Shared Quote…

Closing Notes… I began this post this morning, about 12 hours ago (which is why I said the sky is clear blue and not the midnight black it is now) and today has been another one that has been packed with drama, fun, music, family, planning, crafting and laughter. I thank God that my life is so varied and that it is filled with so many people who stimulate me in so many different ways. I have to say that being a mum is challenging at the minute, and I trust God to see us through the particular storm we are weathering just now. I am grateful to my friends who visited today too – a bit of a giggle and a chat with people you love goes a long way to making things feel better! And music. Ah music. Where would I be without you? Laughing with Ethan and Megan in the car going to band rehearsal tonight and having fun finding music that we all like. Fortunately all three of us have similar musical taste and we enjoyed a great 45 minutes each way listening to all sorts of stuff, from First Class’ “Beach Baby”, to the cast recording of songs from “Sweet Charity”, by way of Glen Campbell and his “Rhinestone Cowboy” (with alternative words, courtesy of yours truly) and a bit of “Hairspray” to finish with. You definitely can’t stop the beat if you’re travelling with the Pamster at the minute!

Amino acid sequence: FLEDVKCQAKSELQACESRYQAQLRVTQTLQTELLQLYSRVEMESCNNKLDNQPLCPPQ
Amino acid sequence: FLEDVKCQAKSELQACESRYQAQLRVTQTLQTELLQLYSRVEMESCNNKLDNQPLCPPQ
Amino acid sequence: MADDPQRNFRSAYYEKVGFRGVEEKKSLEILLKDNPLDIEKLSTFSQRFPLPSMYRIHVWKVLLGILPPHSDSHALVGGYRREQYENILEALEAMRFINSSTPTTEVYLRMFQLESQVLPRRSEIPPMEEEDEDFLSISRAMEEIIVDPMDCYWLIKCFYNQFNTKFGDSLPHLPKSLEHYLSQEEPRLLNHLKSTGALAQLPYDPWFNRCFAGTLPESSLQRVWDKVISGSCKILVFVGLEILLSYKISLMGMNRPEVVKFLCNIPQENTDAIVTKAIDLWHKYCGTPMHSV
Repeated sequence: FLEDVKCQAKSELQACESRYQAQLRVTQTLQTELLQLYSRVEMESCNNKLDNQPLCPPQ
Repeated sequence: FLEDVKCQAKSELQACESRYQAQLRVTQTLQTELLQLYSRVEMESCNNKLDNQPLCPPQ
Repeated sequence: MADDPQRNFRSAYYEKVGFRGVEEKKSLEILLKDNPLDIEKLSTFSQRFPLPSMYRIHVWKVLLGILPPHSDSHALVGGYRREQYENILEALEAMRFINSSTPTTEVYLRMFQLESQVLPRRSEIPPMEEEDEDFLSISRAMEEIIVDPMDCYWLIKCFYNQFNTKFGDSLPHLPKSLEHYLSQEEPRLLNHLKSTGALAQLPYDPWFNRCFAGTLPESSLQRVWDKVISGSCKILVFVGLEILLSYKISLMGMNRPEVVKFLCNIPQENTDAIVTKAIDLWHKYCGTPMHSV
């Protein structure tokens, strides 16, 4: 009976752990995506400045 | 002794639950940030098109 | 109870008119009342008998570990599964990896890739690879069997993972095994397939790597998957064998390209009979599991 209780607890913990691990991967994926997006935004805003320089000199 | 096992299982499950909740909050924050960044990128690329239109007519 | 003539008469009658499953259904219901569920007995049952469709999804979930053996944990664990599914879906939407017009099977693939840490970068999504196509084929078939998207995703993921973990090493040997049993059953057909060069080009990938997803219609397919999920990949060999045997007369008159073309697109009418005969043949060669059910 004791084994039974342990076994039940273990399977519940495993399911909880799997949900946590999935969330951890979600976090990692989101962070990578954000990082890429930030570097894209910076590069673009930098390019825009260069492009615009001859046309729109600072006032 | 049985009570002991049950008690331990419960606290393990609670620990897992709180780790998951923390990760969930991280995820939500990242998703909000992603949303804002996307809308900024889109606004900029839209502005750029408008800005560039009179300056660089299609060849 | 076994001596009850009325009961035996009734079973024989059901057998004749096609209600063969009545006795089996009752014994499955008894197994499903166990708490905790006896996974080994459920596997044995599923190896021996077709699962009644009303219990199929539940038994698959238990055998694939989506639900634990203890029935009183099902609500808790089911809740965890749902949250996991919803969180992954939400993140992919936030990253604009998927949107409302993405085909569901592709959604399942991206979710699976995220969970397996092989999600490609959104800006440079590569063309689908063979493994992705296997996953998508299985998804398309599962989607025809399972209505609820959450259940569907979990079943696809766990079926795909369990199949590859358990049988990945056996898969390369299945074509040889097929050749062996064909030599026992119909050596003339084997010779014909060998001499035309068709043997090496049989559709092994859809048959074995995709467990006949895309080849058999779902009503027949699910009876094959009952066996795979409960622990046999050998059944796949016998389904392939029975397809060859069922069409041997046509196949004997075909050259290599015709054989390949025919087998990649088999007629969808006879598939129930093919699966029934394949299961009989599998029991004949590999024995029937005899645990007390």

Bikers, Bells and Band

It has been one of “those” days today. You know the ones, where randomness happens throughout the day and you just have to shake your head and say, “well, that was a bit good!”

Well my day has been a bit like that.

First of all I went to Stay and Play this morning and saw absolute genius in action. One of our mums is blind, and she has managed her baby very well with the help of either her own mum or a carer who was there to help guide her around and to make sure that the baby was always looked after. The baby has now grown up a little bit and is toddling around quite happily on her own two feet, but today, the mum came without the aid of either her mum or her carer, instead relying on the help of one of the other mums (a friend of hers anyway) to get her into the church hall and to get her seated and so on. The genius bit was this:


A set of jingle bells round the little girl’s ankle so that her mum could hear where she was in the hall and could track her movements easily. We were all astounded at how such a simple thing could mean such a lot – that not only could the mum enjoy some independence, but that the baby could also enjoy running around without getting too far away from mum. Of course there are always lots of people watching out and interacting with the mums and tots in the group so there would never be any real danger, but how’s that for a stroke of genius to help them both enjoy a bit of living!

Nature was also having a bit of genius this morning too. How’s about these couple of beauties?